Dr Raphaëlle Dianoux, NanoScan’s CEO, says: “Our aim was to establish a niche application, and that was magnetic force microscopy. Designed for research, development and quality control of magnetic storage media and other magnetic material, our product, the hr-MFM (high-resolution magnetic force microscope), is an analytical and quantitative magnetic imaging system.” For an imaging example, see the magnetic force microscopy image to the right of a commercial hard disk, taken with the hr-MFM. The single bits are clearly recongnizable as bright (dark) patterns magnetized in the direction opposite (parallel) to the tip magnetization. The high resolution of the microsccope reveals the slightly curved and even grainy substructure of the bits.
Navid Hakimi and others in Dae Kun Hwang's research group at Ryerson University, Toronto, Canada are masters of making strangely shaped three-dimensional anisotropic microparticles using a simple one-step microfluidic based method.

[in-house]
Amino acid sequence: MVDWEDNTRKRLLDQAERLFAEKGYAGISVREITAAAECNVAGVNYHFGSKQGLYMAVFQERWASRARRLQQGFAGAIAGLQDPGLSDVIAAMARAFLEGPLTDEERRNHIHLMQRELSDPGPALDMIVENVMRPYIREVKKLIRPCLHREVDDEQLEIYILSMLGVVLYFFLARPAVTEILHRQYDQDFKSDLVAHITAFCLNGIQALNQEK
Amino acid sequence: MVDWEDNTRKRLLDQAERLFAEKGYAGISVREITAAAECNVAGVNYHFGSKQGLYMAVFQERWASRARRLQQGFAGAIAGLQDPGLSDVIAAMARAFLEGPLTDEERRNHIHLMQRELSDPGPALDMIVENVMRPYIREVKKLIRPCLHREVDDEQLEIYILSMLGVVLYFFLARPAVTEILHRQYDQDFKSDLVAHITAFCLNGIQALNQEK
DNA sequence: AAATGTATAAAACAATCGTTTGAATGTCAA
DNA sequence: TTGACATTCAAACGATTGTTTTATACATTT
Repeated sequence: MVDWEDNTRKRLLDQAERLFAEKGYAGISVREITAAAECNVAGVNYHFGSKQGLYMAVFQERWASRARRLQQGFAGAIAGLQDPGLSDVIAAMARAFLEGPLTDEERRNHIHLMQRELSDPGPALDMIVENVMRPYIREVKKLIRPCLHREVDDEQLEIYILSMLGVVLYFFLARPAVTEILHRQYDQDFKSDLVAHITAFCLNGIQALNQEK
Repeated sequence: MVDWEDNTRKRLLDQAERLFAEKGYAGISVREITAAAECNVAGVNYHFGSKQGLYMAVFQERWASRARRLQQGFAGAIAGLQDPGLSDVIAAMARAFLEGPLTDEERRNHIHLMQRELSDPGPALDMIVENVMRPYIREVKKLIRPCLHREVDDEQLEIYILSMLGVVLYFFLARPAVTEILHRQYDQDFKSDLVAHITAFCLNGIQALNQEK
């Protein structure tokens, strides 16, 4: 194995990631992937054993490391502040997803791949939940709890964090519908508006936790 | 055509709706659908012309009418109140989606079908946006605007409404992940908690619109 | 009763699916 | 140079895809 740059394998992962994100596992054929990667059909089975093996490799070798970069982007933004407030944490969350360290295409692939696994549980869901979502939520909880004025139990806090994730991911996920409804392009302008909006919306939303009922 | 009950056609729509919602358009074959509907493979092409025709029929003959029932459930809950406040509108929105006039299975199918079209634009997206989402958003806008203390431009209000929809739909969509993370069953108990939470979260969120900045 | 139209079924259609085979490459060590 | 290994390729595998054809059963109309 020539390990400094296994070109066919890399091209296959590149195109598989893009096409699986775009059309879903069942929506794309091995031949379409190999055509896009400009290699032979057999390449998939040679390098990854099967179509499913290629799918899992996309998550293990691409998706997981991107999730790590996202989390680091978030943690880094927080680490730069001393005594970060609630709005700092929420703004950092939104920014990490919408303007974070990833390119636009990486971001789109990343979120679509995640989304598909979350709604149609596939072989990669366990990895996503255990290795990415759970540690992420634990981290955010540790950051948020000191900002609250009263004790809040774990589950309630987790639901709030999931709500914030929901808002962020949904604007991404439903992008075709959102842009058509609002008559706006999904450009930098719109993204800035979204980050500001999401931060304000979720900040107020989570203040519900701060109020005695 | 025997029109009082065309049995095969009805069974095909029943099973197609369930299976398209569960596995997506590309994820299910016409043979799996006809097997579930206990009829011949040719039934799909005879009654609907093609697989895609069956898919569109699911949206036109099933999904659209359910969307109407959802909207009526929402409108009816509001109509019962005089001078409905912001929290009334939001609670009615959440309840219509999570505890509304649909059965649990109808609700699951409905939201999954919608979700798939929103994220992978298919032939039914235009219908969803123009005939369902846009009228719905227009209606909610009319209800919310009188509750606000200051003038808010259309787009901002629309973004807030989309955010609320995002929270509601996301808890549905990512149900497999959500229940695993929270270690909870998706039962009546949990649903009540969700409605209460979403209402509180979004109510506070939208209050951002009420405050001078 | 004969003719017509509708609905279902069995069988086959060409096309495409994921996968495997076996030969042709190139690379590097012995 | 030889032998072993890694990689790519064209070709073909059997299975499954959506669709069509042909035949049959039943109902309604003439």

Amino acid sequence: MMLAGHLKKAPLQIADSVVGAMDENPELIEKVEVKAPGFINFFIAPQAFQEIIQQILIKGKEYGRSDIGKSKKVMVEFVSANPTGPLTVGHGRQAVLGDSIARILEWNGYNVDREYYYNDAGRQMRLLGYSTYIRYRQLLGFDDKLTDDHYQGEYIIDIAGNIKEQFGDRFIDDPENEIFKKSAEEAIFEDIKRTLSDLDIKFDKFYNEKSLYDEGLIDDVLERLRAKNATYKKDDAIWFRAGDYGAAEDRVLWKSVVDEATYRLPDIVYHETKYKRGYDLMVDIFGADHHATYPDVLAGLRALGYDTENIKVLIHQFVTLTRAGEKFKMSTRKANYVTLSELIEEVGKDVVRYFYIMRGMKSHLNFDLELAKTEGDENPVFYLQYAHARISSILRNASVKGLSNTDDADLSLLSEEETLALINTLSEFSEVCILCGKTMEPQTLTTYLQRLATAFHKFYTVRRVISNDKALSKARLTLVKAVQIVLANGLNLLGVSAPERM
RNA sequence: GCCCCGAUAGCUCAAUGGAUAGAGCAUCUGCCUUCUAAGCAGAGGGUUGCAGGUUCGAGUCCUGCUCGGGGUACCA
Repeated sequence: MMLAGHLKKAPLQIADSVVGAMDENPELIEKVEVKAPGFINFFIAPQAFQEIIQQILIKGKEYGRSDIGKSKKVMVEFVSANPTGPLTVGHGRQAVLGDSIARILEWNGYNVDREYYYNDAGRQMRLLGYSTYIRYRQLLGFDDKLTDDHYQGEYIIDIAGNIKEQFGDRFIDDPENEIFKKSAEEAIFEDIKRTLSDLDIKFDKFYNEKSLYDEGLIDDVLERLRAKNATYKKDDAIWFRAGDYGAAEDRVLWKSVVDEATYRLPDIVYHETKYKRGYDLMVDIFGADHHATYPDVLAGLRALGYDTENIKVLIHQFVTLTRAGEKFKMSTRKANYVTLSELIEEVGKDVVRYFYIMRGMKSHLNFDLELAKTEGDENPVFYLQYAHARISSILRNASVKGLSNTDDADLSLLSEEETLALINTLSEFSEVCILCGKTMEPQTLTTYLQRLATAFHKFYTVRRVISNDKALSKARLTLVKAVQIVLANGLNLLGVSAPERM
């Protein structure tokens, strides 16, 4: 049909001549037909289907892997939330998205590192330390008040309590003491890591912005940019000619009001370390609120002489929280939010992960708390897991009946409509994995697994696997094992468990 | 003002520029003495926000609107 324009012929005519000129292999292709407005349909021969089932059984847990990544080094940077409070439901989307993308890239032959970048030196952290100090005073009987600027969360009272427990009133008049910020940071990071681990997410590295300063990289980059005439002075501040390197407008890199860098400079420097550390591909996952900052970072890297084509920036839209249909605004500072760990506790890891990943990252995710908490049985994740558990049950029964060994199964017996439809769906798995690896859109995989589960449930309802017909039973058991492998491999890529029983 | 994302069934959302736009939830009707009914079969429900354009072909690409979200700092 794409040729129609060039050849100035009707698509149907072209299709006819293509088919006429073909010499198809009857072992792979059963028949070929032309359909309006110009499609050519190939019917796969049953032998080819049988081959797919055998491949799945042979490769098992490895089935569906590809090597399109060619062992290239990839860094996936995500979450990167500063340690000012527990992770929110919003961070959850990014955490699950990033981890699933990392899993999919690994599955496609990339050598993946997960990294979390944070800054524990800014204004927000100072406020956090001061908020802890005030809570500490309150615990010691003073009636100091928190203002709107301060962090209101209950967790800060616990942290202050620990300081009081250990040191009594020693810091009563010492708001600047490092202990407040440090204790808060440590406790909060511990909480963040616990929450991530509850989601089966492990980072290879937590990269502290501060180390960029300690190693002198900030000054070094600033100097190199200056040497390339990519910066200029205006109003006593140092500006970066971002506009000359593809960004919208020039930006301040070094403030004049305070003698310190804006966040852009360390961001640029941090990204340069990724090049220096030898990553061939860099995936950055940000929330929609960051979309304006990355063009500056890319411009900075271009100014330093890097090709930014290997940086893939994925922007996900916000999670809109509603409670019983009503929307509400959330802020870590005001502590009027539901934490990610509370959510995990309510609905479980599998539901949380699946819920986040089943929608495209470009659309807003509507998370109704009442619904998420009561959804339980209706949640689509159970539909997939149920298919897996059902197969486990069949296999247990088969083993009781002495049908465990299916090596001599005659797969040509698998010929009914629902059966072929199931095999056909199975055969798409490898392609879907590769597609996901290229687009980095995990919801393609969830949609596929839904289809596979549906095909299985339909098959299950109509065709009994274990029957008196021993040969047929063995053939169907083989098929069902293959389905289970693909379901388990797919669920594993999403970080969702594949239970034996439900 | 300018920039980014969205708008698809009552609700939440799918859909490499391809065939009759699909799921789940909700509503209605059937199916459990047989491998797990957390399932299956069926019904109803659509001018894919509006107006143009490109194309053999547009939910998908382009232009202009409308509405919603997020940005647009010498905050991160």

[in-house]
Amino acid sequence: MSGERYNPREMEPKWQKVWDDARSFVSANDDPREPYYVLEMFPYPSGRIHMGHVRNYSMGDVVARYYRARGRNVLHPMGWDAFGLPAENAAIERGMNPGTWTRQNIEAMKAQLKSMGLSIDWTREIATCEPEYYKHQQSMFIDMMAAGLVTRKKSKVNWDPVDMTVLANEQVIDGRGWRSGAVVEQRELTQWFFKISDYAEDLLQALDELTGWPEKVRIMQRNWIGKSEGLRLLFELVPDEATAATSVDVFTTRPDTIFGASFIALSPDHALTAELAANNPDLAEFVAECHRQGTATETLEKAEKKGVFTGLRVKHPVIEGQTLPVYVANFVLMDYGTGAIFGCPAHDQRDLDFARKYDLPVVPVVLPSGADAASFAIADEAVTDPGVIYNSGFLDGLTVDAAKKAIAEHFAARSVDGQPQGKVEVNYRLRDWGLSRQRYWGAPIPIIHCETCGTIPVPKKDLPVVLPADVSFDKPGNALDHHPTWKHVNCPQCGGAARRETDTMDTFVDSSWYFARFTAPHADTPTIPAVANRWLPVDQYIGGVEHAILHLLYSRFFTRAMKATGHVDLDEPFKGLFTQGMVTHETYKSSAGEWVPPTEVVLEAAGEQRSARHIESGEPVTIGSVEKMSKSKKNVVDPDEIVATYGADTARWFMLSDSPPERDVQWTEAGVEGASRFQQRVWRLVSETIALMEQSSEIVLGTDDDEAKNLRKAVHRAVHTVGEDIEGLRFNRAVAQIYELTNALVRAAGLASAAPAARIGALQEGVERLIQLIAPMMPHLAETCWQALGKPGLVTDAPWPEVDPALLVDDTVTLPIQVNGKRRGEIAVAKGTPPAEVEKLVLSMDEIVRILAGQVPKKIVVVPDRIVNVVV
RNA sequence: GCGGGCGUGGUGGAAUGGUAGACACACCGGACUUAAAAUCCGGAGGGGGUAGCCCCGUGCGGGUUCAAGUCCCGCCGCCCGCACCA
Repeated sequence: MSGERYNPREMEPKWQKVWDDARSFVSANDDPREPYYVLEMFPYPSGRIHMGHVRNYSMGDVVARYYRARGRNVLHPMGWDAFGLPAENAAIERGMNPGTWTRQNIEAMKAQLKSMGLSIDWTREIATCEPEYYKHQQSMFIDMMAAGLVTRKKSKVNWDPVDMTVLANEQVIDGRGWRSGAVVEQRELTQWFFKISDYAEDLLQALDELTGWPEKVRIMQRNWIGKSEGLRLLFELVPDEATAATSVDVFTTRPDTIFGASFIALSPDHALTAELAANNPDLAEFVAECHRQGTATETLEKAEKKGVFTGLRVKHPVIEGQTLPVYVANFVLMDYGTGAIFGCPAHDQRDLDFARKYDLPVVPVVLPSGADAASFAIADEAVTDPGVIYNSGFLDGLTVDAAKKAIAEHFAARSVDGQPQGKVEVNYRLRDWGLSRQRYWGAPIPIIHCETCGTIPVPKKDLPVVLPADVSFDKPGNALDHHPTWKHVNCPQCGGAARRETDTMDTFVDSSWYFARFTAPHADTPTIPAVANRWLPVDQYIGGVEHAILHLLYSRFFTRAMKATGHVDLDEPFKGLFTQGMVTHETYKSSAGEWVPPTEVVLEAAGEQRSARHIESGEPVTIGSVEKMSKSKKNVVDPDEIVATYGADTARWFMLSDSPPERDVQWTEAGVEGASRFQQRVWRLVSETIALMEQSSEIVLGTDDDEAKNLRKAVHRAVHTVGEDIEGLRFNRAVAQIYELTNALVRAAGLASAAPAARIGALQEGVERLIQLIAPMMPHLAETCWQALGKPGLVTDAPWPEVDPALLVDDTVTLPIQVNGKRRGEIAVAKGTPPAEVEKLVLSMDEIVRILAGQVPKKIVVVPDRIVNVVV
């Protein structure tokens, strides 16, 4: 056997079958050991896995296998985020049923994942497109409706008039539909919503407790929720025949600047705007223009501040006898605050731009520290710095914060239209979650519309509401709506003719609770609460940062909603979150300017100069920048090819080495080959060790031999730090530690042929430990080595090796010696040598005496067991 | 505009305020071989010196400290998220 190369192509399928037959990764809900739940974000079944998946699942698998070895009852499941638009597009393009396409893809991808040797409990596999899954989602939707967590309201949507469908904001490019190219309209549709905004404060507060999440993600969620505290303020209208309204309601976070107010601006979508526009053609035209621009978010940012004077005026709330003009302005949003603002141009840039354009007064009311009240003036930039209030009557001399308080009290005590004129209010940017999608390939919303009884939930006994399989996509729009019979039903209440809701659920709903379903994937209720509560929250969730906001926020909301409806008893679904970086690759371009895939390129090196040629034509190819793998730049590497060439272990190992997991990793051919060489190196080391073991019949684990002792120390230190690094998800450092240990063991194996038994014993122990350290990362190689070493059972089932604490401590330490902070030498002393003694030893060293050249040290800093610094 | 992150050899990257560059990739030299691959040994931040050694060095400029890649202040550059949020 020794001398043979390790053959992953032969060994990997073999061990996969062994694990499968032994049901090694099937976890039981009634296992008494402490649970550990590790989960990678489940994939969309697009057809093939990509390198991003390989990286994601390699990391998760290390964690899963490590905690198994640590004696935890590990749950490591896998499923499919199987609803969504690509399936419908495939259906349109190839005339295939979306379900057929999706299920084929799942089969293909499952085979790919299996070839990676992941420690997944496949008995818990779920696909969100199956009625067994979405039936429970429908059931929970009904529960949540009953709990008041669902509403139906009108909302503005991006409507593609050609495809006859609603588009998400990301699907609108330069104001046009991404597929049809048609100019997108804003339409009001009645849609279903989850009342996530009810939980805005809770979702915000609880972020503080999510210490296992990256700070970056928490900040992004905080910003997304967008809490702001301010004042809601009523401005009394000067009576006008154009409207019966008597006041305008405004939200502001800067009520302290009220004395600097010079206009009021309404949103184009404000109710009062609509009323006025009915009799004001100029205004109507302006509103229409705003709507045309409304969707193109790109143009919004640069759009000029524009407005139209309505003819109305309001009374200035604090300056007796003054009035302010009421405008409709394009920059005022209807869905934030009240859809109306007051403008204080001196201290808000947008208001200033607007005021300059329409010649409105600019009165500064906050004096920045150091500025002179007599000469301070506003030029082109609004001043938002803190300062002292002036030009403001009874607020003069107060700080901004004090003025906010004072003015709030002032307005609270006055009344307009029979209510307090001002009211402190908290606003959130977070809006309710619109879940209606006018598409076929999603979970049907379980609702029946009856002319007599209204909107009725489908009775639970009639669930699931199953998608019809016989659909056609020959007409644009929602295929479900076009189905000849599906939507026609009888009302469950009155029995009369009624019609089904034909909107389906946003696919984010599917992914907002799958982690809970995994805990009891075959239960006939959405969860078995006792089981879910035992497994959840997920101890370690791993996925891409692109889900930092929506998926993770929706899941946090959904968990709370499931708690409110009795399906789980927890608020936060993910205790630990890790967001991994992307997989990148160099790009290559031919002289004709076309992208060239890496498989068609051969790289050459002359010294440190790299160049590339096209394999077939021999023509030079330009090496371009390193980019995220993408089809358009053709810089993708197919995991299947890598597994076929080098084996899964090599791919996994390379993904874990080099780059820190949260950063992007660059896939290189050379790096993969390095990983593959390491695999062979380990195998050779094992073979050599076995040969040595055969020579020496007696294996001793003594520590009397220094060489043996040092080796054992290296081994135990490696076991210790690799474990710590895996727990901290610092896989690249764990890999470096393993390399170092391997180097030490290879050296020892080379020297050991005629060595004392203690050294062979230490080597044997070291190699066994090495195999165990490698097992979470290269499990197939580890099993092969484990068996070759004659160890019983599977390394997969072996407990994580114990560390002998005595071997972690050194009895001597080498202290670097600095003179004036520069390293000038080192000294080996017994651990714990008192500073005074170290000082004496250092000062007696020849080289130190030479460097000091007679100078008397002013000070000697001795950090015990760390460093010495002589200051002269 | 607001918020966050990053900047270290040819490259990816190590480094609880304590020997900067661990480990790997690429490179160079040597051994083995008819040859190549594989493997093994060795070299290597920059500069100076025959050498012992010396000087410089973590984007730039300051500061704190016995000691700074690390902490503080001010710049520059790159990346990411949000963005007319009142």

The method exploits the non-uniformity of the polymerizing UV light, UV absorption by opaque nanoparticles in the precursor solution, and discontinuous photomask patterns to make magnetic and non-magnetic microparticles in a two-dimensional microchannel. Numerical simulations of monomer conversion in the microfluidic channel are performed to predict the manufactured particle shape.
For more details, check out the article here: DOI: 10.1002/adma.201304378.
The 3rd International Workshop on Magnetic Particle Imaging (IWMPI) was held in Berkeley, CA USA on March 23-24, 2013. This year, there were a total of 70 presentations (44 oral and 26 poster presentations), and 4 keynote speeches. Please see the Workshop Program for details.
The proceedings are now available online at IEEEXplore.
For those who were not able to attend the workshop, there are the videos of keynote speeches available online. Check it out here: http://iwmpi.berkeley.edu.
And then don't forget, the next meeting will come soon, in Berlin in March 2014!